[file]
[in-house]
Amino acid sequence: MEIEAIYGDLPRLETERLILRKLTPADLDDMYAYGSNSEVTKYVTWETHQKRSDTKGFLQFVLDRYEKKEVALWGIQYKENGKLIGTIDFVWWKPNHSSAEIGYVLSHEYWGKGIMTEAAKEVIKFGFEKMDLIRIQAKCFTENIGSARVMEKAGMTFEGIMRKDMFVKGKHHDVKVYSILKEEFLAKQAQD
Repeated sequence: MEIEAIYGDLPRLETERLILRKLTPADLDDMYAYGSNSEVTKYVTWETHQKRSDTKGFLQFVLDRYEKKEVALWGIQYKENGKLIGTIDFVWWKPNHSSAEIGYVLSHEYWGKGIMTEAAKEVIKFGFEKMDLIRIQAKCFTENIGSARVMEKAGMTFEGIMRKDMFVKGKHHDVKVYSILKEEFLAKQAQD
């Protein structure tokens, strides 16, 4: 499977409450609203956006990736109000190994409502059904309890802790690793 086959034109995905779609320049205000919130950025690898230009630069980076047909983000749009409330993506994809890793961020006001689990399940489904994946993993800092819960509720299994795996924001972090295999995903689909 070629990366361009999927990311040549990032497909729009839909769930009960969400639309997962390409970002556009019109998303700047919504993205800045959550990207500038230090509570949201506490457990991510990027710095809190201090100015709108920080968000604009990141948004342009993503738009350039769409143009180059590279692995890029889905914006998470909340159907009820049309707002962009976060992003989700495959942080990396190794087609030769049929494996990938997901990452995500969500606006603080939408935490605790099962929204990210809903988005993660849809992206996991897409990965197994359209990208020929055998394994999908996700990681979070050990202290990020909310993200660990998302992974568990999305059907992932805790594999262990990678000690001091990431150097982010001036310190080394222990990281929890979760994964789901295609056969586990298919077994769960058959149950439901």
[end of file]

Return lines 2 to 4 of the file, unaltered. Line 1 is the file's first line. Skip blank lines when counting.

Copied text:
Amino acid sequence: MEIEAIYGDLPRLETERLILRKLTPADLDDMYAYGSNSEVTKYVTWETHQKRSDTKGFLQFVLDRYEKKEVALWGIQYKENGKLIGTIDFVWWKPNHSSAEIGYVLSHEYWGKGIMTEAAKEVIKFGFEKMDLIRIQAKCFTENIGSARVMEKAGMTFEGIMRKDMFVKGKHHDVKVYSILKEEFLAKQAQD
Repeated sequence: MEIEAIYGDLPRLETERLILRKLTPADLDDMYAYGSNSEVTKYVTWETHQKRSDTKGFLQFVLDRYEKKEVALWGIQYKENGKLIGTIDFVWWKPNHSSAEIGYVLSHEYWGKGIMTEAAKEVIKFGFEKMDLIRIQAKCFTENIGSARVMEKAGMTFEGIMRKDMFVKGKHHDVKVYSILKEEFLAKQAQD
């Protein structure tokens, strides 16, 4: 499977409450609203956006990736109000190994409502059904309890802790690793 086959034109995905779609320049205000919130950025690898230009630069980076047909983000749009409330993506994809890793961020006001689990399940489904994946993993800092819960509720299994795996924001972090295999995903689909 070629990366361009999927990311040549990032497909729009839909769930009960969400639309997962390409970002556009019109998303700047919504993205800045959550990207500038230090509570949201506490457990991510990027710095809190201090100015709108920080968000604009990141948004342009993503738009350039769409143009180059590279692995890029889905914006998470909340159907009820049309707002962009976060992003989700495959942080990396190794087609030769049929494996990938997901990452995500969500606006603080939408935490605790099962929204990210809903988005993660849809992206996991897409990965197994359209990208020929055998394994999908996700990681979070050990202290990020909310993200660990998302992974568990999305059907992932805790594999262990990678000690001091990431150097982010001036310190080394222990990281929890979760994964789901295609056969586990298919077994769960058959149950439901």